Triple chocolate brownies

Who doesn’t love chocolate brownies? This is another one of my ‘throw everything in a bowl, mix it and shove it in the oven’ recipes. No need for scales or mixing this with that so it’s fuss-free, and they come out perfectly gooey, sticky and chocolatey!

Triple chocolate brownies
¾ cup cocoa
½ tsp baking soda
2 cups caster sugar
1 and ⅓ cups plain flour
2 large eggs
⅔ cup vegetable oil
½ cup boiling water (doesn’t have to be boiling, but helps the ingredients mix better)
1-3 tsp vanilla essence
60g white chocolate, chopped into chunks
60g dark chocolate, chopped into chunks
60g milk chocolate, chopped into chunks

Mix all of the ingredients together in a bowl, aside from the chocolate chunks. Use an electric whisk or mixer to ensure the mixture is free of any lumps of flour or cocoa.
Using a spoon, mix in the chocolate chunks.
Spread the delicious chocolate goo evenly over a shallow cake tin or baking tray with sides, lined with greaseproof paper, at a depth of 1-2cm.
Put the soon-to-be chocolate heaven in the oven at 180C for 35-40 minutes.

You can also substitute the boiling water for Baileys, Kahlúa, rum, or whatever else takes your fancy. It may require a little more mixing, although you can negate much of that by sieving the cocoa and flour.

Another option for those not veggie/vegan.. If you’re cooking bacon at any point, keep the oil/fat leftover in the pan. Use that to make up some of the oil content in the recipe.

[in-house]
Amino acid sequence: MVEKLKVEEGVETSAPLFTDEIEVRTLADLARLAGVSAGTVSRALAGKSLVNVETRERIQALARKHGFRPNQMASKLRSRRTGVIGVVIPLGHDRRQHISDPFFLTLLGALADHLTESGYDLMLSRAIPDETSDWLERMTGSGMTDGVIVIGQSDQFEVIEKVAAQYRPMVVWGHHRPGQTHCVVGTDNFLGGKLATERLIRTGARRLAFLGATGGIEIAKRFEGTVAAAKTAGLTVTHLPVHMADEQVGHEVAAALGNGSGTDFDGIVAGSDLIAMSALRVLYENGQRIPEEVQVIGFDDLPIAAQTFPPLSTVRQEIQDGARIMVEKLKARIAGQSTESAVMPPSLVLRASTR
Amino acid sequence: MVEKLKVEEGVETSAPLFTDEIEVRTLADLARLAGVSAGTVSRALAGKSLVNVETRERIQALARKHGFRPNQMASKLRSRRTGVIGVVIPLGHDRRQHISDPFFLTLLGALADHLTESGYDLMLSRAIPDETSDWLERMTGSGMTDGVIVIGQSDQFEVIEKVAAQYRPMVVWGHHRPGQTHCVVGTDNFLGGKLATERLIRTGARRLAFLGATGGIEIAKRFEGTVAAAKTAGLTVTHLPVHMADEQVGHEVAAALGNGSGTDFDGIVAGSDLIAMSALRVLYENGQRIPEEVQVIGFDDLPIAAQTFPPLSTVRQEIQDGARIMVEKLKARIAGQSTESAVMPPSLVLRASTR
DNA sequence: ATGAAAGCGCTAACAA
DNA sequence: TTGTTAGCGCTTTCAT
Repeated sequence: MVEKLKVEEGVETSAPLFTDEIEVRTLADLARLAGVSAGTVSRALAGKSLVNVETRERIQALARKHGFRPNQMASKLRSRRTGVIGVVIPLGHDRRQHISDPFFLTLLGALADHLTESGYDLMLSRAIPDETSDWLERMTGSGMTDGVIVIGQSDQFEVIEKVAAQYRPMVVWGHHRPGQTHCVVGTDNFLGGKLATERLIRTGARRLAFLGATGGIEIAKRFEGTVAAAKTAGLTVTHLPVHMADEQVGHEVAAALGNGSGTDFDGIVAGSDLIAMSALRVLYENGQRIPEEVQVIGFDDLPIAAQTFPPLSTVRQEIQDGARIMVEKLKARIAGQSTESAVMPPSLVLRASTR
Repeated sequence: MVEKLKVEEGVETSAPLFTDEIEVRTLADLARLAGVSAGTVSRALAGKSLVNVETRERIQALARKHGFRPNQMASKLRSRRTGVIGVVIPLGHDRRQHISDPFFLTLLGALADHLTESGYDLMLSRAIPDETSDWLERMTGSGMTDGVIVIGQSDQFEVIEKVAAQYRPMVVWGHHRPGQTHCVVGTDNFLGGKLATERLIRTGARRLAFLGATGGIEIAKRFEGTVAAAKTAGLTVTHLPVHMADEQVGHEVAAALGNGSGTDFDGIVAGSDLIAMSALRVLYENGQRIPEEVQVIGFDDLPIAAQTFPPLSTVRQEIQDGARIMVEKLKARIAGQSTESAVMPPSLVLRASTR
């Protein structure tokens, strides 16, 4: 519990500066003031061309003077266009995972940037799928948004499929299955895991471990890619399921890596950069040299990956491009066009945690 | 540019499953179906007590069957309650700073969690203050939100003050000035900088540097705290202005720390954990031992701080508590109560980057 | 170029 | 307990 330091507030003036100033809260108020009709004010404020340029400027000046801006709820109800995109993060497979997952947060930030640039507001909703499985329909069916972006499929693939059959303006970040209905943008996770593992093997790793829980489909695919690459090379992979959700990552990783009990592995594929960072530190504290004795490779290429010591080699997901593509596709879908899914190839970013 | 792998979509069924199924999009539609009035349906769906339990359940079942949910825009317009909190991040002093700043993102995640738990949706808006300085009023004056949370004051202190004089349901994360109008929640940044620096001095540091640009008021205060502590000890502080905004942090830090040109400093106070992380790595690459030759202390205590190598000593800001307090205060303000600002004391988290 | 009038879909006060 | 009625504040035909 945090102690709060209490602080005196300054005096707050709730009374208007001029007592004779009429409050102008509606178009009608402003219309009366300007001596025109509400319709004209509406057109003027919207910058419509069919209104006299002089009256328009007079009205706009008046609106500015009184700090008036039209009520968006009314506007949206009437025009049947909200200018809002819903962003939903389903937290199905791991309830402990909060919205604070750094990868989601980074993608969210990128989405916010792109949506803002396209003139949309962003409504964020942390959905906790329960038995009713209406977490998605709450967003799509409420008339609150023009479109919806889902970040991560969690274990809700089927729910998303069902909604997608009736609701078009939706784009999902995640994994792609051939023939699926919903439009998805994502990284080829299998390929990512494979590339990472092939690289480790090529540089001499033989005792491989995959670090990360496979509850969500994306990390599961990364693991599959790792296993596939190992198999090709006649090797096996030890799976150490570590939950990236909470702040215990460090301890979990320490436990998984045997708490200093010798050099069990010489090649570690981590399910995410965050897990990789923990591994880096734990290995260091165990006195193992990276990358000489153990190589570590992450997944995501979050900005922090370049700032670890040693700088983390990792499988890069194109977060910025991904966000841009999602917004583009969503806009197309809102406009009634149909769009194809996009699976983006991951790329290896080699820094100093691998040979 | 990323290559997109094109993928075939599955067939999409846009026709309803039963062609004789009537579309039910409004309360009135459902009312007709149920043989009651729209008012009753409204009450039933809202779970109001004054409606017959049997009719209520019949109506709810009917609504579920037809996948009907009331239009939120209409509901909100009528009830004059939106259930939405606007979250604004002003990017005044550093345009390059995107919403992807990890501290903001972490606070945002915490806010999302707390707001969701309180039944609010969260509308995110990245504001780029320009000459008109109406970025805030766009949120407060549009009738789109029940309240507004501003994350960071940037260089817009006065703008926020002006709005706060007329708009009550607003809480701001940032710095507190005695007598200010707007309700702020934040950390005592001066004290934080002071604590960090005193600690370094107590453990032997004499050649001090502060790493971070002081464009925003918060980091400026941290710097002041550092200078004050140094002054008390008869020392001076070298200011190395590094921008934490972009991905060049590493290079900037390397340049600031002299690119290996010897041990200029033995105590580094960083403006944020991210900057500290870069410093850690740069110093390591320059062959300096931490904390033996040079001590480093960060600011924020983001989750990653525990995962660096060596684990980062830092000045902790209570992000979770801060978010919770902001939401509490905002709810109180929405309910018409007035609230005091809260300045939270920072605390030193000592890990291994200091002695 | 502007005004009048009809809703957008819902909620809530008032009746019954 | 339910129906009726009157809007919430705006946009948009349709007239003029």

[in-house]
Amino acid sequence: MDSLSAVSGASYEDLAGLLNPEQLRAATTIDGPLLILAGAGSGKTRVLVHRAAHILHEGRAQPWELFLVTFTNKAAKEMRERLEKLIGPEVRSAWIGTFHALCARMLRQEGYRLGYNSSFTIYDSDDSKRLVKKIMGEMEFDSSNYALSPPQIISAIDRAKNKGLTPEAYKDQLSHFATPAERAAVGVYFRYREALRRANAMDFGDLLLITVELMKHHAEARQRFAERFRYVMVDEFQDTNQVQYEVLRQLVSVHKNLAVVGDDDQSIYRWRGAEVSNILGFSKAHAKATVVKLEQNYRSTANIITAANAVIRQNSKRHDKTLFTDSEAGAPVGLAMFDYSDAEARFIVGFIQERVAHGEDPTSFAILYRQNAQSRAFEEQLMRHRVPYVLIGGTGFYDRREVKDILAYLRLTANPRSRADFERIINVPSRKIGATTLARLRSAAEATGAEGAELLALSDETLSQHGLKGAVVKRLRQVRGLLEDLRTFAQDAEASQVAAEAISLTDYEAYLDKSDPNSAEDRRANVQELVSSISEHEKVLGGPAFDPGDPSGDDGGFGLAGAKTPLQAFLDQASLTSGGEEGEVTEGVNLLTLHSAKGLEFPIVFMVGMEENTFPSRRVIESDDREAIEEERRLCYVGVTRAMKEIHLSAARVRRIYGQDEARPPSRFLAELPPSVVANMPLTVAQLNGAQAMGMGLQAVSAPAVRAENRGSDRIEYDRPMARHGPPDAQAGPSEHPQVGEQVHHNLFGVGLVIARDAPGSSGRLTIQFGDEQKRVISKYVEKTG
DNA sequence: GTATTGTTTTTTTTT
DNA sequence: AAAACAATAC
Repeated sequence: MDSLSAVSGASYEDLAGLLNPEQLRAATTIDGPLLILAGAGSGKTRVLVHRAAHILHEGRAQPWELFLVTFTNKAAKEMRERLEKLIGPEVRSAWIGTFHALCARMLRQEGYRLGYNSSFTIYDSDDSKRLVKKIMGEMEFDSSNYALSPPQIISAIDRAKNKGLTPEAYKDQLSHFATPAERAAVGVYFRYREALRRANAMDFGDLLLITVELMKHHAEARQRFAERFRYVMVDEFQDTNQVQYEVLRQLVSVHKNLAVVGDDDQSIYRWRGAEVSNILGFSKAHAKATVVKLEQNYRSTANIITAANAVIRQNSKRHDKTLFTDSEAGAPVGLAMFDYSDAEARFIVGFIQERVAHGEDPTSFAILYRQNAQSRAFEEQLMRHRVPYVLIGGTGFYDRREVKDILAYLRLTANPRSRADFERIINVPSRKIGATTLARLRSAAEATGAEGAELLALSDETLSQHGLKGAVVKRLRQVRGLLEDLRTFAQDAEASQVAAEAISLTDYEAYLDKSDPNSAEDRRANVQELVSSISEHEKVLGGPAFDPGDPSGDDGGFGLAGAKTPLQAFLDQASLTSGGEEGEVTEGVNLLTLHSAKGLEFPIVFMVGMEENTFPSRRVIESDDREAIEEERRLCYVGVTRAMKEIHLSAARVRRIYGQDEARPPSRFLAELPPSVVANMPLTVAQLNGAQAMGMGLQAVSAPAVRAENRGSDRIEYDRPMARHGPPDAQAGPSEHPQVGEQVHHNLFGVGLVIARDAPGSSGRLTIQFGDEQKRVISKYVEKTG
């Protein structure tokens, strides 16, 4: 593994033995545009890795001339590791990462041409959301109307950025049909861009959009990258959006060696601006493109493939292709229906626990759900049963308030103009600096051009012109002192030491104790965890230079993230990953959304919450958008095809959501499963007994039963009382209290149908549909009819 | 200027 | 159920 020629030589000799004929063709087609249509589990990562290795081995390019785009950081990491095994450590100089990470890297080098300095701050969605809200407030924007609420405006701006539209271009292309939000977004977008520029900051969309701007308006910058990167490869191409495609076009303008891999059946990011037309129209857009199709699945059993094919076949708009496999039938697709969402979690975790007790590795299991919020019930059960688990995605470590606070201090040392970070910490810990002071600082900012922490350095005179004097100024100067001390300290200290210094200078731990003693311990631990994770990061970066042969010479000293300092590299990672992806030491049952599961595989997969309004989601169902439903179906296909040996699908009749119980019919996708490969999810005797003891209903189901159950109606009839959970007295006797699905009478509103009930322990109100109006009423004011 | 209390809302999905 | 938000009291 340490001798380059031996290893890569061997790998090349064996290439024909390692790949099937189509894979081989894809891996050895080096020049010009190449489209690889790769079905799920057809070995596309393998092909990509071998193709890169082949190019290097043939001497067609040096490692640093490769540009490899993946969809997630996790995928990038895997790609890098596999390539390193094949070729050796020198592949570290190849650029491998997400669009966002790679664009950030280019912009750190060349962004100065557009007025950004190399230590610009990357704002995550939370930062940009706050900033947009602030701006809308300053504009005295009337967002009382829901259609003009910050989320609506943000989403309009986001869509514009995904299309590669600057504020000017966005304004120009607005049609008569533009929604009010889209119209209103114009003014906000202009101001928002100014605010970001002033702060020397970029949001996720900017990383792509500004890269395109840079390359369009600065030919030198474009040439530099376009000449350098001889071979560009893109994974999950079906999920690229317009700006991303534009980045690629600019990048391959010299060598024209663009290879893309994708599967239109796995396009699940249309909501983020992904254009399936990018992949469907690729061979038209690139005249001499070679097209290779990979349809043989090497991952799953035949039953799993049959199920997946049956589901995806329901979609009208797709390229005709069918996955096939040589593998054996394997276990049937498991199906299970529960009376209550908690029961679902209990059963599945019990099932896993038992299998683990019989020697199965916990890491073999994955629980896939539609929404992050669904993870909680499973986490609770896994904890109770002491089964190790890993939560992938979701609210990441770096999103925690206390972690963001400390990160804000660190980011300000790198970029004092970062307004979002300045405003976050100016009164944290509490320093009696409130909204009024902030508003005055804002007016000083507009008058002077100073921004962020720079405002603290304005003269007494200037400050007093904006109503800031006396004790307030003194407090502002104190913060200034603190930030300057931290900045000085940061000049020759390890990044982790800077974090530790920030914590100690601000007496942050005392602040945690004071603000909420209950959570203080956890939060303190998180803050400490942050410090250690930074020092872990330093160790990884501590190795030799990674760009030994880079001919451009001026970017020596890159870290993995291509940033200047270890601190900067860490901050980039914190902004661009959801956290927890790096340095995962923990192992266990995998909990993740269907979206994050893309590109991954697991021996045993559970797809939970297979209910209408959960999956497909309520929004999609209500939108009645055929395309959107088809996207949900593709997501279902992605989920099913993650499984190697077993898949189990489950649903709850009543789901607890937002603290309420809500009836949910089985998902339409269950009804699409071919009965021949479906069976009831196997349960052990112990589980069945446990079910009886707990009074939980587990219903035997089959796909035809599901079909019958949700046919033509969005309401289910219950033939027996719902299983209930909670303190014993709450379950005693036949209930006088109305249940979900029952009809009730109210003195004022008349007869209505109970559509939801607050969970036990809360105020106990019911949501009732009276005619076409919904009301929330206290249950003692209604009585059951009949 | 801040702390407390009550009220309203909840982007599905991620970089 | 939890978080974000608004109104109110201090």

Shepherds or cottage pie (or both)

This is one of those recipes that’s been mixed up a bit here and there as time’s passed. A lot of the inspiration came from how my Mum made this when I was a kid. It’s one of mine and my husband’s favourite meals, and despite the fact it would probably make any professional chef weep in despair over the deviation from classic versions, it’s absolutely delicious.
I personally call it ‘shepherds pie’, but since I don’t use lamb (normally pork and beef mince) it’s technically cottage pie. To save any arguments, I’m going to refer to it as both!*
I’m not going to give any indication of how long it would take to make, I sort of amble around the kitchen paying no attention to time so your guess is as good as mine on that.

Shepherds/Cottage Pie
Mince layer
2 cloves of garlic, crushed
2 onions, chopped however you want them
400g minced beef
2 tins chopped tomatoes
2 tins baked beans
2-3 carrots, sliced
2-3 beef stock cubes (depending on how beefy you want it to taste)
Tablespoon of tomato puree

Potato topping
A bunch of boiled potatoes
A tablespoon of butter
A little milk
A handful or two of chopped spinach (optional)

Fry the mince, onion and garlic in a large pan. Once it’s browned a bit, add crush up the beef stock cubes and mix it in. 

Strain the juice from the chopped tomatoes, keeping the juice to one side (you may need it later) and mix them in. Strain the baked beans and mix those in too, discarding the sauce they’re in.
Add the carrots and tablespoon of tomato puree.